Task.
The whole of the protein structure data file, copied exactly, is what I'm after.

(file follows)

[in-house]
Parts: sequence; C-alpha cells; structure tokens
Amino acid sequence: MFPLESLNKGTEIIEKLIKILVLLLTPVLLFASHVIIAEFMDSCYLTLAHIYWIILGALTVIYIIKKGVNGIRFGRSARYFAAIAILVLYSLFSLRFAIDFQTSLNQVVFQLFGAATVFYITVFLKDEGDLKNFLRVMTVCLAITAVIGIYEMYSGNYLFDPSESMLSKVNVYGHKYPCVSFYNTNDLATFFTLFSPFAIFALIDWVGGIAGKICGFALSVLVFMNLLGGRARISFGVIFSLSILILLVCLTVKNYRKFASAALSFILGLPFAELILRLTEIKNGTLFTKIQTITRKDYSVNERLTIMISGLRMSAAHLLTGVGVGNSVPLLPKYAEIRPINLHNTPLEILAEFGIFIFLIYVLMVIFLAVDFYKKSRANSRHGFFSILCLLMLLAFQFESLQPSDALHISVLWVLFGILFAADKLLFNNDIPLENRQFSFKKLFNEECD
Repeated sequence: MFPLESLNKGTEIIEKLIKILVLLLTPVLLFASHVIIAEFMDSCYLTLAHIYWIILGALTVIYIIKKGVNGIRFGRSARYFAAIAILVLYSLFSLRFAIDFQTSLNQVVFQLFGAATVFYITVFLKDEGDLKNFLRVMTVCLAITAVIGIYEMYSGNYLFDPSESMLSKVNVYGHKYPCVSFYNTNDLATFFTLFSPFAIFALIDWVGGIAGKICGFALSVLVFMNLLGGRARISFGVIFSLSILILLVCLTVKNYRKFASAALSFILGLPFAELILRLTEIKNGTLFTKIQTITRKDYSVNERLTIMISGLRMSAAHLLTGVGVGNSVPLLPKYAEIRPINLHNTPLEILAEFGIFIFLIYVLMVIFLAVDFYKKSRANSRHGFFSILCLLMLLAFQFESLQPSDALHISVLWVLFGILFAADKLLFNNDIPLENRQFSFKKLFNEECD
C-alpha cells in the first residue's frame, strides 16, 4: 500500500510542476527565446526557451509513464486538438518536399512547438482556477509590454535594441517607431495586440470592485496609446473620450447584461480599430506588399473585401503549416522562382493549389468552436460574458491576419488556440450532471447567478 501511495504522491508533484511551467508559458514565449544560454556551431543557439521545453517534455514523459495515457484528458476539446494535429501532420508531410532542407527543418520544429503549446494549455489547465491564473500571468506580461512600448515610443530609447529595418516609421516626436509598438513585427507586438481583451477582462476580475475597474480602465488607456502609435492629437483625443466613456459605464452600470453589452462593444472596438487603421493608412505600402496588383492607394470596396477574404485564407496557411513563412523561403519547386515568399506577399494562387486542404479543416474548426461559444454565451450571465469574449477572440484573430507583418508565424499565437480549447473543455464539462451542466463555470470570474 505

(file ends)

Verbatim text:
[in-house]
Parts: sequence; C-alpha cells; structure tokens
Amino acid sequence: MFPLESLNKGTEIIEKLIKILVLLLTPVLLFASHVIIAEFMDSCYLTLAHIYWIILGALTVIYIIKKGVNGIRFGRSARYFAAIAILVLYSLFSLRFAIDFQTSLNQVVFQLFGAATVFYITVFLKDEGDLKNFLRVMTVCLAITAVIGIYEMYSGNYLFDPSESMLSKVNVYGHKYPCVSFYNTNDLATFFTLFSPFAIFALIDWVGGIAGKICGFALSVLVFMNLLGGRARISFGVIFSLSILILLVCLTVKNYRKFASAALSFILGLPFAELILRLTEIKNGTLFTKIQTITRKDYSVNERLTIMISGLRMSAAHLLTGVGVGNSVPLLPKYAEIRPINLHNTPLEILAEFGIFIFLIYVLMVIFLAVDFYKKSRANSRHGFFSILCLLMLLAFQFESLQPSDALHISVLWVLFGILFAADKLLFNNDIPLENRQFSFKKLFNEECD
Repeated sequence: MFPLESLNKGTEIIEKLIKILVLLLTPVLLFASHVIIAEFMDSCYLTLAHIYWIILGALTVIYIIKKGVNGIRFGRSARYFAAIAILVLYSLFSLRFAIDFQTSLNQVVFQLFGAATVFYITVFLKDEGDLKNFLRVMTVCLAITAVIGIYEMYSGNYLFDPSESMLSKVNVYGHKYPCVSFYNTNDLATFFTLFSPFAIFALIDWVGGIAGKICGFALSVLVFMNLLGGRARISFGVIFSLSILILLVCLTVKNYRKFASAALSFILGLPFAELILRLTEIKNGTLFTKIQTITRKDYSVNERLTIMISGLRMSAAHLLTGVGVGNSVPLLPKYAEIRPINLHNTPLEILAEFGIFIFLIYVLMVIFLAVDFYKKSRANSRHGFFSILCLLMLLAFQFESLQPSDALHISVLWVLFGILFAADKLLFNNDIPLENRQFSFKKLFNEECD
C-alpha cells in the first residue's frame, strides 16, 4: 500500500510542476527565446526557451509513464486538438518536399512547438482556477509590454535594441517607431495586440470592485496609446473620450447584461480599430506588399473585401503549416522562382493549389468552436460574458491576419488556440450532471447567478 501511495504522491508533484511551467508559458514565449544560454556551431543557439521545453517534455514523459495515457484528458476539446494535429501532420508531410532542407527543418520544429503549446494549455489547465491564473500571468506580461512600448515610443530609447529595418516609421516626436509598438513585427507586438481583451477582462476580475475597474480602465488607456502609435492629437483625443466613456459605464452600470453589452462593444472596438487603421493608412505600402496588383492607394470596396477574404485564407496557411513563412523561403519547386515568399506577399494562387486542404479543416474548426461559444454565451450571465469574449477572440484573430507583418508565424499565437480549447473543455464539462451542466463555470470570474 505